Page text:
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Deposit Acquisition Costs: Finding The Right Balance For Success

This Month In Retail Banking

In striking a balance between checking acquisition and rate-based deposit acquisition, banks have often tilted toward checking because it leads to low-cost deposits, deeper relationships and the purchase of additional products. But the need for deposits has intensified in recent months and, as a result, financial institutions have increasingly focused on acquiring rate-based deposits. With them, not only can a bank move the needle more quickly on balances when acquisition is targeted (for example, with CDs), but they also tend to attract new money without significantly cannibalizing the existing customer base. 

But as rates for rate-based deposits continue to rise (along with the marketing expense needed to acquire them), the cost of acquiring rate-based deposits is now roughly equal to that of checking deposits, particularly where banks are tying offers to higher deposit balances. For most organizations, the question will increasingly be how quickly the needle needs to move on near-term deposit growth versus investing in long-term relationships. With the costs now essentially the same, it would seem a no-brainer to invest in relationship growth. The volume most banks can realize through this option, however, will not be sufficient. Growing rate-based deposits almost always drives greater immediate volume.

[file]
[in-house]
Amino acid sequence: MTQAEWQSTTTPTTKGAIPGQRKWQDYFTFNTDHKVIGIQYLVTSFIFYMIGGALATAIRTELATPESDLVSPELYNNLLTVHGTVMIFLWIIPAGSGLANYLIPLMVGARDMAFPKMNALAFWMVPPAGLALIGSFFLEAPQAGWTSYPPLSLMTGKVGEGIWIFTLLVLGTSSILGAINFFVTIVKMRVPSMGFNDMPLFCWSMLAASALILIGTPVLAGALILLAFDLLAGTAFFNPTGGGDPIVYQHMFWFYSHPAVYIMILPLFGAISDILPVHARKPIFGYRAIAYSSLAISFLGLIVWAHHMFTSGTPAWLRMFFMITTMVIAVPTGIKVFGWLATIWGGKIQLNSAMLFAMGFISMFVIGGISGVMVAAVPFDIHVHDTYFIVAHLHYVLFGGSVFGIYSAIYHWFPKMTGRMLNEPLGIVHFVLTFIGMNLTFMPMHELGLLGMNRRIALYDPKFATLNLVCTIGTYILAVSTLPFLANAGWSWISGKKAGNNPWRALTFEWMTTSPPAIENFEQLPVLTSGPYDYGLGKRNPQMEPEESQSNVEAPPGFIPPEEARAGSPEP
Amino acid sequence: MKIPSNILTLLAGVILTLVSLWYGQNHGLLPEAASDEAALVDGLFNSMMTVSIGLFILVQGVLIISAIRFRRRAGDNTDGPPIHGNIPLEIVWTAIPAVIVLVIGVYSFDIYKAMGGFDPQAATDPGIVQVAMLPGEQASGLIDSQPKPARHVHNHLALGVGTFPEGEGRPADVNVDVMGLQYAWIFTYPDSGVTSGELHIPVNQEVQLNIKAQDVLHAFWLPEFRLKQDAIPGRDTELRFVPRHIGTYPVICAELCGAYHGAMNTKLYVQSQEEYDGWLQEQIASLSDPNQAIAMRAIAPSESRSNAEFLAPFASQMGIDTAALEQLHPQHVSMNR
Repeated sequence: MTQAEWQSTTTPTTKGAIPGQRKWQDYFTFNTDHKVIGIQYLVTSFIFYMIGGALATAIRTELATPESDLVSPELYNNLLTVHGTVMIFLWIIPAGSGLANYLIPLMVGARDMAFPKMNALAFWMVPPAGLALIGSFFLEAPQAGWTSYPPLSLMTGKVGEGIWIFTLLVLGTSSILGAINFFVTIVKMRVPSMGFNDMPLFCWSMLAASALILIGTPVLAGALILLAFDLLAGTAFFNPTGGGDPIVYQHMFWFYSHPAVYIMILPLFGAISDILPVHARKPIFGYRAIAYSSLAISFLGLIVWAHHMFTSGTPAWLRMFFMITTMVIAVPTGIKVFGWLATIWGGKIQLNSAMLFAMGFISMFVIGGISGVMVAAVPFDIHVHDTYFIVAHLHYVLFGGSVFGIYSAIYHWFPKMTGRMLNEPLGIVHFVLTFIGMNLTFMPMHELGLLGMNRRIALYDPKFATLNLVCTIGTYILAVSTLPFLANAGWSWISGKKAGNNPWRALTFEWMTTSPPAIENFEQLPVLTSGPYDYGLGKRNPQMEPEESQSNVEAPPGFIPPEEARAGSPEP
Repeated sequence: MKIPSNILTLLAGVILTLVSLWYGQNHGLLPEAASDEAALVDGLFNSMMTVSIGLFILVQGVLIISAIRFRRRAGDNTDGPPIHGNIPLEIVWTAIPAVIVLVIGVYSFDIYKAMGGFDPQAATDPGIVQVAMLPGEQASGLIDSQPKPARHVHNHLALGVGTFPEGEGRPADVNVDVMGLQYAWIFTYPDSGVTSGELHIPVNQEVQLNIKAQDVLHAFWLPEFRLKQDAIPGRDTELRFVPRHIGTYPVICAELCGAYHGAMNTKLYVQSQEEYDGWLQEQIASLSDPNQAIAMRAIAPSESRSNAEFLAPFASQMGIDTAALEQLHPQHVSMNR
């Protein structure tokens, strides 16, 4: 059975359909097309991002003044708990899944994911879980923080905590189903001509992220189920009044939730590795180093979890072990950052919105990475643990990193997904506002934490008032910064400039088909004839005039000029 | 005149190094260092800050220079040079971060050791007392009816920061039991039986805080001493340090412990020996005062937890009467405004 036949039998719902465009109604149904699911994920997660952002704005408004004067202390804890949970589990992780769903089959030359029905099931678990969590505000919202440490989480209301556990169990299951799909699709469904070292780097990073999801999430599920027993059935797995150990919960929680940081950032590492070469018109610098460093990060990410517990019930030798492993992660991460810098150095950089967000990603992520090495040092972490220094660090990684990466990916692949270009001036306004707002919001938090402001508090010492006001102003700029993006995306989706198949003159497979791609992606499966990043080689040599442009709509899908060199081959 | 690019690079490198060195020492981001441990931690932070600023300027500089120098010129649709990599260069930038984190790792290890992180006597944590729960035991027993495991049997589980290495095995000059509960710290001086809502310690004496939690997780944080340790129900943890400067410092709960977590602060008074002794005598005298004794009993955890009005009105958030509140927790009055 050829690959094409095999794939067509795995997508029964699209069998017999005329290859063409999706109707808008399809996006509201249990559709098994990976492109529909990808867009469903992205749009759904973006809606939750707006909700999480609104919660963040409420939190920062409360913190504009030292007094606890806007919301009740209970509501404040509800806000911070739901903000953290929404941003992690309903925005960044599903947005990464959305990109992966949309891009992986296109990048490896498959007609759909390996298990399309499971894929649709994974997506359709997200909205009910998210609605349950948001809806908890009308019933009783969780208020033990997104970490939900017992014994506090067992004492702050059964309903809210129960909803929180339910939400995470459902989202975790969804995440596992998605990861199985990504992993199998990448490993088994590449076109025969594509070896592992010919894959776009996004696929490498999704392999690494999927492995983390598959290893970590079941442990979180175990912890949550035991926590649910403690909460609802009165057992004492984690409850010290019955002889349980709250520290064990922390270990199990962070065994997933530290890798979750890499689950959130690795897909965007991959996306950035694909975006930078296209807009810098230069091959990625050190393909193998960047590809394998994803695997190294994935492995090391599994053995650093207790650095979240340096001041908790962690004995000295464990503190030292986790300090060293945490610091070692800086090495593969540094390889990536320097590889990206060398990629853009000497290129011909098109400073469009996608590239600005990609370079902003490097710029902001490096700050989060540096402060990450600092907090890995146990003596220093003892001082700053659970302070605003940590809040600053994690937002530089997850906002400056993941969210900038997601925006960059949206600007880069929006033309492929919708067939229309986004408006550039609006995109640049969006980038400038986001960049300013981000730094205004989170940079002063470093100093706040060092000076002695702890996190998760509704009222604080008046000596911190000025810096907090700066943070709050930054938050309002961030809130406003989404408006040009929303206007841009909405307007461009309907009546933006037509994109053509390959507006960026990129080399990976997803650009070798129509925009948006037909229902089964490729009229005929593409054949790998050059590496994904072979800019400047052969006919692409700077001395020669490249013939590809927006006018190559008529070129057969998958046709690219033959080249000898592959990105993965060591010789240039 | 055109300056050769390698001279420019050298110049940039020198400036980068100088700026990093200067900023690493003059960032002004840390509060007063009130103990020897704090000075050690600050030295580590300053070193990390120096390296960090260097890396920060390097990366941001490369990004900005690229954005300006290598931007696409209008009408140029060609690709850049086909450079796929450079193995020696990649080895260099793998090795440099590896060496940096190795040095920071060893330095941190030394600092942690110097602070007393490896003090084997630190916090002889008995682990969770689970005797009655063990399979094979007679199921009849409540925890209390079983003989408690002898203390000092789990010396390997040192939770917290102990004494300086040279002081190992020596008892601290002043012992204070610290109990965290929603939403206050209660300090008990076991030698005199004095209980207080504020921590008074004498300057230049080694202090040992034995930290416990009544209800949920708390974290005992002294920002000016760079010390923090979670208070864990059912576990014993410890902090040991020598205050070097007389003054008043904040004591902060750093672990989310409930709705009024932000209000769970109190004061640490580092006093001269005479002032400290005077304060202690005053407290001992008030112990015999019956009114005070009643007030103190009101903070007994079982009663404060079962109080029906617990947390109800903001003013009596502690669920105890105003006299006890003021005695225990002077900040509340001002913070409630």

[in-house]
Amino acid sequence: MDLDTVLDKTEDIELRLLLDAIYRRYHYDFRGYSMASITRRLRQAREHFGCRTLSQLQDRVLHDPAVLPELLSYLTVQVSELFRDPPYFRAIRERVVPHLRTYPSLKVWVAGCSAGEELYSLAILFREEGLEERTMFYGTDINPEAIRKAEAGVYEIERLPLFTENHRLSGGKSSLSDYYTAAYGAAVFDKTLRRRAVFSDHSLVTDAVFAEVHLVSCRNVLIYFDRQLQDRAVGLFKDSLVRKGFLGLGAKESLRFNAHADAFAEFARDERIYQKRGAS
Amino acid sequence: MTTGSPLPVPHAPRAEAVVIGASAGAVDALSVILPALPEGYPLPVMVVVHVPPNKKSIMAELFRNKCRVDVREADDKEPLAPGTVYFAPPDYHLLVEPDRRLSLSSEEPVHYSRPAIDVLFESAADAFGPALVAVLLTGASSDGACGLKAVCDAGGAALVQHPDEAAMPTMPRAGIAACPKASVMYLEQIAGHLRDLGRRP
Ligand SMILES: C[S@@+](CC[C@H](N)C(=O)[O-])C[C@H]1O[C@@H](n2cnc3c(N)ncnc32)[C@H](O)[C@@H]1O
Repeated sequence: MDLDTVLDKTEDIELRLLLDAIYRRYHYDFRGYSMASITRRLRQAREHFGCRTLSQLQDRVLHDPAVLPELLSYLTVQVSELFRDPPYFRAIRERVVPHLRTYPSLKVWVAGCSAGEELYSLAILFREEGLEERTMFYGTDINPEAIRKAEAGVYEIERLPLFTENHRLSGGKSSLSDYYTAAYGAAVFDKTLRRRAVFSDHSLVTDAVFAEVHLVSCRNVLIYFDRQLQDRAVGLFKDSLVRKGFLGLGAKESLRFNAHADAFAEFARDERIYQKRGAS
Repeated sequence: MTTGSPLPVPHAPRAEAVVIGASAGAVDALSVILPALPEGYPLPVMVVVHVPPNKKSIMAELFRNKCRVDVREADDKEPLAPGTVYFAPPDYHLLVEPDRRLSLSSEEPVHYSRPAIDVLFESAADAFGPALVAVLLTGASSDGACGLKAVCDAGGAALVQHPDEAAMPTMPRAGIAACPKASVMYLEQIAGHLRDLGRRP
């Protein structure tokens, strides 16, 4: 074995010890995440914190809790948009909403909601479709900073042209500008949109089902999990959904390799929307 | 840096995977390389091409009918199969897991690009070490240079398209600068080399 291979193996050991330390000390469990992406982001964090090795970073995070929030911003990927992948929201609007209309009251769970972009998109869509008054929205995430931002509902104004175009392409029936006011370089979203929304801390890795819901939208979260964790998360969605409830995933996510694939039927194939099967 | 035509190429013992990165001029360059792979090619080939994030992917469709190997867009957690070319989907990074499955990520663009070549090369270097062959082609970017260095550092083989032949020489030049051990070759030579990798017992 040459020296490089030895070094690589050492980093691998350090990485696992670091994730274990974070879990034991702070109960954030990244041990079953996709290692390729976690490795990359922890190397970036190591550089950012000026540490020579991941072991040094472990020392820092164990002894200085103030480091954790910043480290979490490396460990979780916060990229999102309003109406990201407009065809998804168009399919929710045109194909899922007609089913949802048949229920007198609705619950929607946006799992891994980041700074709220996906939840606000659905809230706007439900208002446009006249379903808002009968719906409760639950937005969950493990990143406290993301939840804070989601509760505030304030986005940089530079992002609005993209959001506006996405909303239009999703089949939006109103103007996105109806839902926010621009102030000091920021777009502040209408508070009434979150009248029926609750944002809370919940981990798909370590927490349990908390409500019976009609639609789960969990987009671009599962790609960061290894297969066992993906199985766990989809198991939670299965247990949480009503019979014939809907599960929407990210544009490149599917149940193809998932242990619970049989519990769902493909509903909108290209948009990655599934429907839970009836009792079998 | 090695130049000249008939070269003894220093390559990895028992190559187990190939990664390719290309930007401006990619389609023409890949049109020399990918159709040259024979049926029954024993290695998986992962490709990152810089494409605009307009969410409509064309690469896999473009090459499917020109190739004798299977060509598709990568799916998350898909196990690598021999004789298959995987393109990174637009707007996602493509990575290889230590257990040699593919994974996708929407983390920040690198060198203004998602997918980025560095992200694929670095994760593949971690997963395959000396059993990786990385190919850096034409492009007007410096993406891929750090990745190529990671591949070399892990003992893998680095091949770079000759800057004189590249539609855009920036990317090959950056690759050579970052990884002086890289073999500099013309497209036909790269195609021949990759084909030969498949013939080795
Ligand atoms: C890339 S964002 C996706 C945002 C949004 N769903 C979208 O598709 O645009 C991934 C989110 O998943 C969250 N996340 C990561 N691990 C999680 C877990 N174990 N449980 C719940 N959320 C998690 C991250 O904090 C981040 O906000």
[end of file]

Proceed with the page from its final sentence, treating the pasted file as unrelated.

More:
Another dilemma that arises is what to recognize as a marketing expense. Many institutions tend to lump an introductory offer, whether cash or bonus rates, into the overall marketing burden rather than recognizing a portion of it, or even all of it, as interest expense. This means that relationship growth is often adversely affecting the non-interest expense line, which is increasingly under fire. At the same time, rate-based deposit growth is largely hitting the interest-expense line, which, while critical, is typically not affected drastically by acquisition campaigns.  

One way to strike the right balance between interest expense and non-interest expense is to make sure the right people across the entire organization – product, pricing and marketing – are at the same table. By knowing the requirements for deposit acquisition, they can line up in pursuit of the common goal. In the illustration below, marketing expense and interest expense vary widely by type of customer, but the cost per $1,000 of deposits is very similar. What this reveals is that these cross-functional teams need to align not only on the balance goals but also on the combination of interest expense and non-interest expense required to achieve them. 

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